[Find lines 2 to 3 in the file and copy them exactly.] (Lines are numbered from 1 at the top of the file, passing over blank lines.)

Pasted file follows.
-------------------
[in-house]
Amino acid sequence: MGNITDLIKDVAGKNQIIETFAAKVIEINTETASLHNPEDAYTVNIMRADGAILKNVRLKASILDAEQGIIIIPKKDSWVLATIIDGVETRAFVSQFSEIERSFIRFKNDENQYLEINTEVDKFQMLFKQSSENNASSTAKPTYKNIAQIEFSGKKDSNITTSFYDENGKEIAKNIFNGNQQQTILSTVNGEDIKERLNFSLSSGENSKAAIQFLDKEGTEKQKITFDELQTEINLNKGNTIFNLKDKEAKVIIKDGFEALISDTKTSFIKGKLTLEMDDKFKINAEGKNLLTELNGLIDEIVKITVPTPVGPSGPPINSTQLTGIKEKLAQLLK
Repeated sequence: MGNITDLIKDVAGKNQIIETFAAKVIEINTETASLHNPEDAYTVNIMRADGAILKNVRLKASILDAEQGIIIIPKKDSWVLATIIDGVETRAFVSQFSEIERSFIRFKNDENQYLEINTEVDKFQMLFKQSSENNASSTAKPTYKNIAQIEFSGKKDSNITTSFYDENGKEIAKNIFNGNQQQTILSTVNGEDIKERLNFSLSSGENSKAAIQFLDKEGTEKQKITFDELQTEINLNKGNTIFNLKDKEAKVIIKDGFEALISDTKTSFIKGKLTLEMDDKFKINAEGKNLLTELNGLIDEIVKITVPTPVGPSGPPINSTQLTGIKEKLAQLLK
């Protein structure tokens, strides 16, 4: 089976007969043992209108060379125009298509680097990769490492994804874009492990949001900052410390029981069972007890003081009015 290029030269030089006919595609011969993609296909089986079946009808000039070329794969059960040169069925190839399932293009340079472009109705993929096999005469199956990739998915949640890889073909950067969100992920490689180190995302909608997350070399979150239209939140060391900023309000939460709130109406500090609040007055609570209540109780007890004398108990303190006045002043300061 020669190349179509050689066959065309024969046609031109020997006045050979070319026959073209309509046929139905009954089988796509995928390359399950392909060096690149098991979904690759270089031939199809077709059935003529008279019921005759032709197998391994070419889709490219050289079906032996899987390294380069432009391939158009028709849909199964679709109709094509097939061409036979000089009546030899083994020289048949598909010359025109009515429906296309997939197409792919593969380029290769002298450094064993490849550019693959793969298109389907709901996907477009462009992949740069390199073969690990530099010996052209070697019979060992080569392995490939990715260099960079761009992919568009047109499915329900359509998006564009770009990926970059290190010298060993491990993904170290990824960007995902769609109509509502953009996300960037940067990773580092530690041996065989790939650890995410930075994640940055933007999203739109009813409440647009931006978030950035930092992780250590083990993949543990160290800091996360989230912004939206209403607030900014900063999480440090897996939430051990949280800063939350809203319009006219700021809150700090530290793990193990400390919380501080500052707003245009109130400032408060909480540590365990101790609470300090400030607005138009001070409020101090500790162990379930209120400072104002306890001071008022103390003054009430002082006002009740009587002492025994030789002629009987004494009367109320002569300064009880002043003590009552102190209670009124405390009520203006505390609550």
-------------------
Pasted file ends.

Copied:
Amino acid sequence: MGNITDLIKDVAGKNQIIETFAAKVIEINTETASLHNPEDAYTVNIMRADGAILKNVRLKASILDAEQGIIIIPKKDSWVLATIIDGVETRAFVSQFSEIERSFIRFKNDENQYLEINTEVDKFQMLFKQSSENNASSTAKPTYKNIAQIEFSGKKDSNITTSFYDENGKEIAKNIFNGNQQQTILSTVNGEDIKERLNFSLSSGENSKAAIQFLDKEGTEKQKITFDELQTEINLNKGNTIFNLKDKEAKVIIKDGFEALISDTKTSFIKGKLTLEMDDKFKINAEGKNLLTELNGLIDEIVKITVPTPVGPSGPPINSTQLTGIKEKLAQLLK
Repeated sequence: MGNITDLIKDVAGKNQIIETFAAKVIEINTETASLHNPEDAYTVNIMRADGAILKNVRLKASILDAEQGIIIIPKKDSWVLATIIDGVETRAFVSQFSEIERSFIRFKNDENQYLEINTEVDKFQMLFKQSSENNASSTAKPTYKNIAQIEFSGKKDSNITTSFYDENGKEIAKNIFNGNQQQTILSTVNGEDIKERLNFSLSSGENSKAAIQFLDKEGTEKQKITFDELQTEINLNKGNTIFNLKDKEAKVIIKDGFEALISDTKTSFIKGKLTLEMDDKFKINAEGKNLLTELNGLIDEIVKITVPTPVGPSGPPINSTQLTGIKEKLAQLLK